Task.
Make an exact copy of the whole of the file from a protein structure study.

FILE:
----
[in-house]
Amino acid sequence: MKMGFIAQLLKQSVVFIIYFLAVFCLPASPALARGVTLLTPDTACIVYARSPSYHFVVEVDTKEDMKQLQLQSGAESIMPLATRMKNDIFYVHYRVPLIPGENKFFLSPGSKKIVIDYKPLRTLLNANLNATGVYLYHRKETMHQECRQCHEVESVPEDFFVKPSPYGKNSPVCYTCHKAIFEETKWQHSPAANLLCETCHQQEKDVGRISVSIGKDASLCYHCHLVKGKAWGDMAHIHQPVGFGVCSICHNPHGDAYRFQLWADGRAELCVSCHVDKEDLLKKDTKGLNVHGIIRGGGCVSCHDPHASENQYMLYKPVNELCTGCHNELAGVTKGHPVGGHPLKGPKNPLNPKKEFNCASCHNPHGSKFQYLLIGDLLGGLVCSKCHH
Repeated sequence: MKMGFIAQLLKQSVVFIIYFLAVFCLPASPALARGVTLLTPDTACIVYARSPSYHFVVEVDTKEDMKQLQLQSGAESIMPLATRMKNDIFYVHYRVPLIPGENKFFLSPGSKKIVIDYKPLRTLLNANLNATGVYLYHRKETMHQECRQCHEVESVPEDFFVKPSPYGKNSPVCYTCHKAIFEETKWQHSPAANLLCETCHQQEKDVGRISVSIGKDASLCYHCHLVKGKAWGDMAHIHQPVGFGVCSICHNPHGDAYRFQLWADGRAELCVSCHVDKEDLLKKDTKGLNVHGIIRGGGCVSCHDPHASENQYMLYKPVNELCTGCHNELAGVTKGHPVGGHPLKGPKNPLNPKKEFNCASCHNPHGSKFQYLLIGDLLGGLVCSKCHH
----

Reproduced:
[in-house]
Amino acid sequence: MKMGFIAQLLKQSVVFIIYFLAVFCLPASPALARGVTLLTPDTACIVYARSPSYHFVVEVDTKEDMKQLQLQSGAESIMPLATRMKNDIFYVHYRVPLIPGENKFFLSPGSKKIVIDYKPLRTLLNANLNATGVYLYHRKETMHQECRQCHEVESVPEDFFVKPSPYGKNSPVCYTCHKAIFEETKWQHSPAANLLCETCHQQEKDVGRISVSIGKDASLCYHCHLVKGKAWGDMAHIHQPVGFGVCSICHNPHGDAYRFQLWADGRAELCVSCHVDKEDLLKKDTKGLNVHGIIRGGGCVSCHDPHASENQYMLYKPVNELCTGCHNELAGVTKGHPVGGHPLKGPKNPLNPKKEFNCASCHNPHGSKFQYLLIGDLLGGLVCSKCHH
Repeated sequence: MKMGFIAQLLKQSVVFIIYFLAVFCLPASPALARGVTLLTPDTACIVYARSPSYHFVVEVDTKEDMKQLQLQSGAESIMPLATRMKNDIFYVHYRVPLIPGENKFFLSPGSKKIVIDYKPLRTLLNANLNATGVYLYHRKETMHQECRQCHEVESVPEDFFVKPSPYGKNSPVCYTCHKAIFEETKWQHSPAANLLCETCHQQEKDVGRISVSIGKDASLCYHCHLVKGKAWGDMAHIHQPVGFGVCSICHNPHGDAYRFQLWADGRAELCVSCHVDKEDLLKKDTKGLNVHGIIRGGGCVSCHDPHASENQYMLYKPVNELCTGCHNELAGVTKGHPVGGHPLKGPKNPLNPKKEFNCASCHNPHGSKFQYLLIGDLLGGLVCSKCHH